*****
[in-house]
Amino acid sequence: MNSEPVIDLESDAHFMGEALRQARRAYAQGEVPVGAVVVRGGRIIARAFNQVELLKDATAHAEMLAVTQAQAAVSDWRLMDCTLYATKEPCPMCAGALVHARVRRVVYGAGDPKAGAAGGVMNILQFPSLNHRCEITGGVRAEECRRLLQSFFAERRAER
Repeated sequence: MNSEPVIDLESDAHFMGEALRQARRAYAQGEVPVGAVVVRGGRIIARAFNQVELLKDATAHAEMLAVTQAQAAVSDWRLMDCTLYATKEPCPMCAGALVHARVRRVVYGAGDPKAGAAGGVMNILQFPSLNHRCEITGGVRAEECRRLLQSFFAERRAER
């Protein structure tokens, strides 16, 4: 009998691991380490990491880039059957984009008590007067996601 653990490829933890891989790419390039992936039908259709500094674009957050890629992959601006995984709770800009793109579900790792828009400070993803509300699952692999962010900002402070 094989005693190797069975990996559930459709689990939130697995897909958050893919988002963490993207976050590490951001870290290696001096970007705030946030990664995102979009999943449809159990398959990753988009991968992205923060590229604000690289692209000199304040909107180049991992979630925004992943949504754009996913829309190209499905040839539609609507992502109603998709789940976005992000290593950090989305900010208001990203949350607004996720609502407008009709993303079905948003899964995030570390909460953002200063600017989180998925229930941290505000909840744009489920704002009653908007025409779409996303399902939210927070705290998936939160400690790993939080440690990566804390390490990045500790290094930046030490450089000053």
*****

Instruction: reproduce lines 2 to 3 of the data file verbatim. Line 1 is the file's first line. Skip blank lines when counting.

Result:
Amino acid sequence: MNSEPVIDLESDAHFMGEALRQARRAYAQGEVPVGAVVVRGGRIIARAFNQVELLKDATAHAEMLAVTQAQAAVSDWRLMDCTLYATKEPCPMCAGALVHARVRRVVYGAGDPKAGAAGGVMNILQFPSLNHRCEITGGVRAEECRRLLQSFFAERRAER
Repeated sequence: MNSEPVIDLESDAHFMGEALRQARRAYAQGEVPVGAVVVRGGRIIARAFNQVELLKDATAHAEMLAVTQAQAAVSDWRLMDCTLYATKEPCPMCAGALVHARVRRVVYGAGDPKAGAAGGVMNILQFPSLNHRCEITGGVRAEECRRLLQSFFAERRAER